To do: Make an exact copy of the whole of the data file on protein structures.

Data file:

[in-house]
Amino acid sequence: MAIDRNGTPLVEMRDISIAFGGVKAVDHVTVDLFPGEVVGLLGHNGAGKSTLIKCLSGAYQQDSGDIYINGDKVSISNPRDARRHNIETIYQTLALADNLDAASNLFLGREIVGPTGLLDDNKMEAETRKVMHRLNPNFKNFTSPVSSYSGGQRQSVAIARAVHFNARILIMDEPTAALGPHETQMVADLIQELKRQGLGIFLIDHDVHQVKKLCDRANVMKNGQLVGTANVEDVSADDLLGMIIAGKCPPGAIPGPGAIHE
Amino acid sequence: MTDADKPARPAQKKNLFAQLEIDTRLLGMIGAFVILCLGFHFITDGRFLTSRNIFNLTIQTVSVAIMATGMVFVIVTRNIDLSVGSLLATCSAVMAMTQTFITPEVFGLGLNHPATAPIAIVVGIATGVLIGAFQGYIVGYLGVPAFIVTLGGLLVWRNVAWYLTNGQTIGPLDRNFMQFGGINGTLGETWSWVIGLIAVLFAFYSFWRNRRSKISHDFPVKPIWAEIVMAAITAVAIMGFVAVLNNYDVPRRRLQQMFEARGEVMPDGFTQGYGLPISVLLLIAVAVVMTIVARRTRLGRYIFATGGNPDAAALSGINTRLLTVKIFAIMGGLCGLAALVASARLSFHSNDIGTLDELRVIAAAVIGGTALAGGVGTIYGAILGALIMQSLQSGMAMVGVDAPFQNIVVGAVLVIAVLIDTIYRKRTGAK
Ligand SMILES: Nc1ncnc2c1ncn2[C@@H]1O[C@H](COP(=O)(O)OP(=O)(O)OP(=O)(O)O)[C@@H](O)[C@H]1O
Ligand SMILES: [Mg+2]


[in-house]
Amino acid sequence: MAIDRNGTPLVEMRDISIAFGGVKAVDHVTVDLFPGEVVGLLGHNGAGKSTLIKCLSGAYQQDSGDIYINGDKVSISNPRDARRHNIETIYQTLALADNLDAASNLFLGREIVGPTGLLDDNKMEAETRKVMHRLNPNFKNFTSPVSSYSGGQRQSVAIARAVHFNARILIMDEPTAALGPHETQMVADLIQELKRQGLGIFLIDHDVHQVKKLCDRANVMKNGQLVGTANVEDVSADDLLGMIIAGKCPPGAIPGPGAIHE
Amino acid sequence: MTDADKPARPAQKKNLFAQLEIDTRLLGMIGAFVILCLGFHFITDGRFLTSRNIFNLTIQTVSVAIMATGMVFVIVTRNIDLSVGSLLATCSAVMAMTQTFITPEVFGLGLNHPATAPIAIVVGIATGVLIGAFQGYIVGYLGVPAFIVTLGGLLVWRNVAWYLTNGQTIGPLDRNFMQFGGINGTLGETWSWVIGLIAVLFAFYSFWRNRRSKISHDFPVKPIWAEIVMAAITAVAIMGFVAVLNNYDVPRRRLQQMFEARGEVMPDGFTQGYGLPISVLLLIAVAVVMTIVARRTRLGRYIFATGGNPDAAALSGINTRLLTVKIFAIMGGLCGLAALVASARLSFHSNDIGTLDELRVIAAAVIGGTALAGGVGTIYGAILGALIMQSLQSGMAMVGVDAPFQNIVVGAVLVIAVLIDTIYRKRTGAK
Ligand SMILES: Nc1ncnc2c1ncn2[C@@H]1O[C@H](COP(=O)(O)OP(=O)(O)OP(=O)(O)O)[C@@H](O)[C@H]1O
Ligand SMILES: [Mg+2]